1.The week is no longer defined by days, but by training sessions.
Tuesday becomes ‘trackday’. Friday is ‘restday’. And as for Sunday being a traditional day of rest? That’s unheard of; it’s now officially ‘longrunday’.
2. Buying day-clothes is a distant memory.
The more miles you clock, the less you are able to remember a time when you left the shopping mall without anything running related. Running clothes are EVERYTHING. This must be true for all runners: I just don’t think that new trainer feeling can be beaten. And don’t pretend you’ve never considered buying those pointless running-related accessories next to the shoe racks. Luminous head band? Always necessary. Funky cushioned socks? Of course, I only have 63 pairs already.
3. Everyone is competition.
No longer can you drive past a dedicated runner pounding the streets without these two thoughts: could I beat her/him? Do I need to train harder? I know that judging people is frowned upon and everything, but when passing someone I can’t help wondering how quick they would be over 5km. Or wondering how far they have run. The innocent acknowledgement of ‘look, there’s a runner going by’ is replaced by the desire to know they training schedule, race times and distance completed.
4. You have to plan when to wear certain kit.
This is important. You can’t wear your favourite piece of kit on a solo run a couple of days before a big race- it might be in the wash for the big day! Races photos, so you’ve got to be wearing your best-running clothes. And if that means looking a little weird on the runs before hand, then so be it.
5. “Are you free on the 31st July?”
*Checks training plan* Thought process is as follows:
Well, that’s a Sunday so I’m going to have to fit my run in…
I wonder if a 12 o’clock meet is okay…
Oh wait, but I have a race the day before so I probably won’t feel up to running…
Should be fine. I’ll take the risk of agreeing to it early…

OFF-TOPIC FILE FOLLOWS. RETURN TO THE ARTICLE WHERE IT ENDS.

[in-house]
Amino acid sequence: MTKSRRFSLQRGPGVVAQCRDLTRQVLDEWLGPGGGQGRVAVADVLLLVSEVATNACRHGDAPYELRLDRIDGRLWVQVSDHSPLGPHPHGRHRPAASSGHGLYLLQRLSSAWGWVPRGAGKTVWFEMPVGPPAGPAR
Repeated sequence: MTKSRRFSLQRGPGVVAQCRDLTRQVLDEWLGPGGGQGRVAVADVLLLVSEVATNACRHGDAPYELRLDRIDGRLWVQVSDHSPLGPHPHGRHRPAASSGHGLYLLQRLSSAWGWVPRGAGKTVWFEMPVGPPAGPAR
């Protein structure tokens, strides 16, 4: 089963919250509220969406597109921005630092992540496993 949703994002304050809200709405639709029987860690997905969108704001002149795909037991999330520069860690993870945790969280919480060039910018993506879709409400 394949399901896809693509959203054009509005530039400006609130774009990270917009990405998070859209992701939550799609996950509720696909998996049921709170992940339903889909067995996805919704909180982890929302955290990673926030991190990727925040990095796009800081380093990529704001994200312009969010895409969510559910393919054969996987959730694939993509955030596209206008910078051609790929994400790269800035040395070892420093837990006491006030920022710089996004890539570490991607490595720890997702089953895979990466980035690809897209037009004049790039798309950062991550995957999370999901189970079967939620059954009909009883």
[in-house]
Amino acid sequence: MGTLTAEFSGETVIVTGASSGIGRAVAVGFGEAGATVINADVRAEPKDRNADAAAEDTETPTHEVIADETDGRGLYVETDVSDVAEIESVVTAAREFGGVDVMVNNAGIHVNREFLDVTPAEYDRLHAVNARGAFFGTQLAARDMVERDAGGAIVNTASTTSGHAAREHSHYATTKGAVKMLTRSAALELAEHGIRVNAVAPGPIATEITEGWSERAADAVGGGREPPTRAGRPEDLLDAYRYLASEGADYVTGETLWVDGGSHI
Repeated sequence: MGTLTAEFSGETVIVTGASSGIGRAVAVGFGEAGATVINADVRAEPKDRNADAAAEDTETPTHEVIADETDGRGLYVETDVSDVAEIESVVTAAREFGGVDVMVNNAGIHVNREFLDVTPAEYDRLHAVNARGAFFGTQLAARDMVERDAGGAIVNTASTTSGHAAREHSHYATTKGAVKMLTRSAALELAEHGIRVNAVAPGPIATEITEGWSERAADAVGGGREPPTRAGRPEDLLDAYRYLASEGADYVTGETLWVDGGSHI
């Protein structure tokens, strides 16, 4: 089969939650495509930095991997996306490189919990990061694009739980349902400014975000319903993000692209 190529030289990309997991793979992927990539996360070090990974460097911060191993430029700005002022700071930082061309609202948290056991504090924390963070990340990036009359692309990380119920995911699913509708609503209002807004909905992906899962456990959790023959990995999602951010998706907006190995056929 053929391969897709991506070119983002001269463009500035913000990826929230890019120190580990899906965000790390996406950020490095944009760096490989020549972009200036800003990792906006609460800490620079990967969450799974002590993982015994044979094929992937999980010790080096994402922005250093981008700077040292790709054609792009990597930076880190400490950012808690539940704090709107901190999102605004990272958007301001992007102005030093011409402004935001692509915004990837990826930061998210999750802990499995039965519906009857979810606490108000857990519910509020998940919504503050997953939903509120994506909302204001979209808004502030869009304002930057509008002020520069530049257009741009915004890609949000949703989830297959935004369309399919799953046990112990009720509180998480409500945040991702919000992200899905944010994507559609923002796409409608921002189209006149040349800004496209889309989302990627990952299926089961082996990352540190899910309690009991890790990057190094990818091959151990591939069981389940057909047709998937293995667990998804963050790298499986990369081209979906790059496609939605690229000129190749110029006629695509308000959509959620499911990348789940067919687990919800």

“Yes, I think I’m free.”
Just remembered that when people ask this I’m meant to check my social calendar… Oops.
6. You’re a genius at mental maths, mile to km conversions, and calculating how long you have left on a log run.
7. People always call you ‘crazy’ for running long distances.
This is a COMPLIMENT! Firstly, the fact that they see you as a runner is enough to make you feel special, and secondly, the idea that you are different from everyone else gives you a special feeling of individuality… even if you are a little crazy.
8. You’re going on holiday…
So even the easy run becomes ‘warm-weather’ training, and as for being 201 metres above sea level- well isn’t that basically altitude training? Of course, you also look at running routes before you leave. That’s completely normal.
9. Easy runs make you feel like you haven’t done enough.
You’re meant to be recovering, and even if you felt knackered whilst running, you still feel a tinge of guilt when you hear about someone else’s killer session.
10. And finally, you probably have Hypochondriasis
This is a fear of getting ill. No other words needed- everyone knows the struggle of setbacks due to illness.
I hope you can all related to real-runner’s list, I think all of these are true for me! On Tuesday I’m off to Spain and so expect some nice holiday photos on Instagram! Luckily I don’t burn, so am hoping to come back very tanned!
And finally, I’m starting a mailing list so please subscribe if you would like updates and extra content to be sent straight to you. I’ve also been writing for a running blog, so if you would like to read a couple of extra posts, please click on the link below.
I’m Ellen… and I guess you could say that I’m quite into running. I’ve been blogging since the age of 14 about anything and everything related to the sport- and I’m hoping to continue this blog as I pursue and (at one point) achieve my Olympic dream.